Whether it be the completely reimagined user interface in Material Design, to the enhanced notifications users will view from now on, there have been major changes done to Android, so let’s get started.
Below, we go over exactly what makes Android 5.0 so new.
Material Design is a “bold, colorful, and responsive” update for Android’s interface, previously made available via a developer preview back at Google I/O. As we have seen, Material Design features very bright colors, natural motions when buttons are pressed, and new typography. In terms of the biggest change to Android in Lollipop, it’s Material Design.
With Lollipop, users can now view and reply to certain notifications via the lock screen, while also keep select applications’ notifications safe from a stranger’s wandering eyes. A new Priority Mode which is accessible through the volume button will enable users to choose favorite people and apps to receive notifications from at any given time, while silencing all others to not be bothered. You can also schedule a recurring downtime like 10pm to 8am where only Priority notifications can get through.
With Lollipop, incoming phone calls from friends won’t interrupt whatever you are watching, but if you choose to answer, you may do so. No more playing mobile games and getting disturbed by an incoming phone call.
Better Battery Life
A new “Battery Saver” feature will extend your device’s life by up to 90 minutes, while a new “estimated time left to fully charge” will display the time left to completely charge your Android device on the lock screen.
Multiple Device Sharing
Guest accounts and multiple account support is now available for Android phones, which was previously available for just tablets. Now, users who forget their phones can log into any other Lollipop device to check emails, messages, and more. For families, user accounts allow multiple users to share a phone, but not all of its stuff. Finally, Screen Pinning allows you to pin your screen so another user can access just that content without messing with your other stuff.
New Quick Settings
There are new Quick Settings for users of Lollipop, including one for flashlight, hotspot, screen rotation (finally!) and cast screen controls. There are improved toggles for WiFi, Bluetooth, and Location. Users can also manually adjust the brightness of your screen, and Nexus 6 users can take advantage of the ambient light sensor to automatically adjust the brightness.
Lollipop features improved network handoffs resulting in limited interruption in connectivity, as well as improved network selection logic so that your device connects only if there is a verified internet connection on WiFi. For an easier time with Bluetooth, more power-efficient scanning for nearby Bluetooth low energy devices like wearables or beacons has been included.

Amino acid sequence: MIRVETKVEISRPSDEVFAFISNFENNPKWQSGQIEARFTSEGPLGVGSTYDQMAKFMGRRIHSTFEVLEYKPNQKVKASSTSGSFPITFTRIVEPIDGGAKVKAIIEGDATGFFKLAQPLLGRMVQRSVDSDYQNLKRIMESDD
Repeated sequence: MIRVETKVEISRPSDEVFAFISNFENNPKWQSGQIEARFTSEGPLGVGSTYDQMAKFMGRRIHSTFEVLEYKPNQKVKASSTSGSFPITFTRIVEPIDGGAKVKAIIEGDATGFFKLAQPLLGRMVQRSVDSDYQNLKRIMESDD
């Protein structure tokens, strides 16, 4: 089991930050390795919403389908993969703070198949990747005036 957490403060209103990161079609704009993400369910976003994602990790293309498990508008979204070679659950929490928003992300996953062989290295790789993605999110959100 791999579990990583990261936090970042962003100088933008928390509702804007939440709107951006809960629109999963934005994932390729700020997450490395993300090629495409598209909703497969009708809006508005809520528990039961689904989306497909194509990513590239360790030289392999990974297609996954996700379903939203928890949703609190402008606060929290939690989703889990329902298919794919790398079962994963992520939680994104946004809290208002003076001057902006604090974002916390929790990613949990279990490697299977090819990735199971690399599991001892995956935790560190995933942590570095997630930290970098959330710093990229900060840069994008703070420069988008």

ART (Android Runtime)
The Android Runtime, known as ART for short, is a completely rebuilt runtime for the OS, bringing 4x performance improvements and a smoother UI for complex, visually rich applications. ART features support for 64-bit devices and will ship with 64-bit native applications such as Google Play Music, Chrome, Google Maps, and many more.
Lower latency audio input ensures music and communication applications have strict delay requirements to provide a very realtime experience for users. The addition of USB Audio support means you can plug USB microphones, speakers, and a plethora of other USB audio devices like amplifiers and mixers into your Android device for rocking out. For lovers of photography, a wide range of new professional photography features for Lollipop will allow you to do the following:
- Capture full resolution frames around 30 fps
- Support raw formats like YUV and Bayer RAW
- Control capture settings for the sensor, lens, and flash per individual frame
- Capture metadata like noise models and optical information
Support for Android TV
Lollipop brings complete support for Android TV, Google’s platform built for your living room. Users receive personalized recommendations based on previous watching habits, downloads, and searches. Android TV also features support for using a full-size gaming controller with the system to experience Android gaming at its finest on the big screen in your house.
68+ Languages Supported
15 languages have been added to the list of supported tongues, including Basque, Bengali, Burmese, Chinese (Hong Kong), Galician, Icelandic, Kannada, Kyrgyz, Macedonian, Malayalam, Marathi, Nepali, Sinhala, Tamil, and Telugu.
Improved Device Setup
A feature many might have been clamoring for is also available, labeled as Tap & Go. If you purchase a new Android device, all you need to do is tap your old and new phones together, which will instantly set up your new device. This is done through NFC. Included in the set up is your Google account, Android apps from Google Play, and certain system settings.
Here is a generalized list of even more features Lollipop brings.
- Ok Google: Even if your screen is off, you can say “Ok Google” to get quick answers, send a text, get directions and more.
- Tap & pay: Easily manage multiple payment apps by quickly switching between them.
- Print preview and page range support.
- Revamped display for battery, Bluetooth, data usage, and Wi-Fi settings and new search functionality.
- New device level feedback for Nexus devices in Settings > about phone > send feedback.
- Share option menu adjusts based on your usage.
- Where supported by the hardware, your device will wake up as soon as you pick it up or tap the screen twice.
- Improved hardware keyboard accessory support including support for multilingual, emoji input, search key, and improved app and system key chords.
We can’t wait to get our hands on the fully baked version of Android L. Feel free to share your thoughts on your favorite feature, as well as what you had hoped to see from Lollipop.
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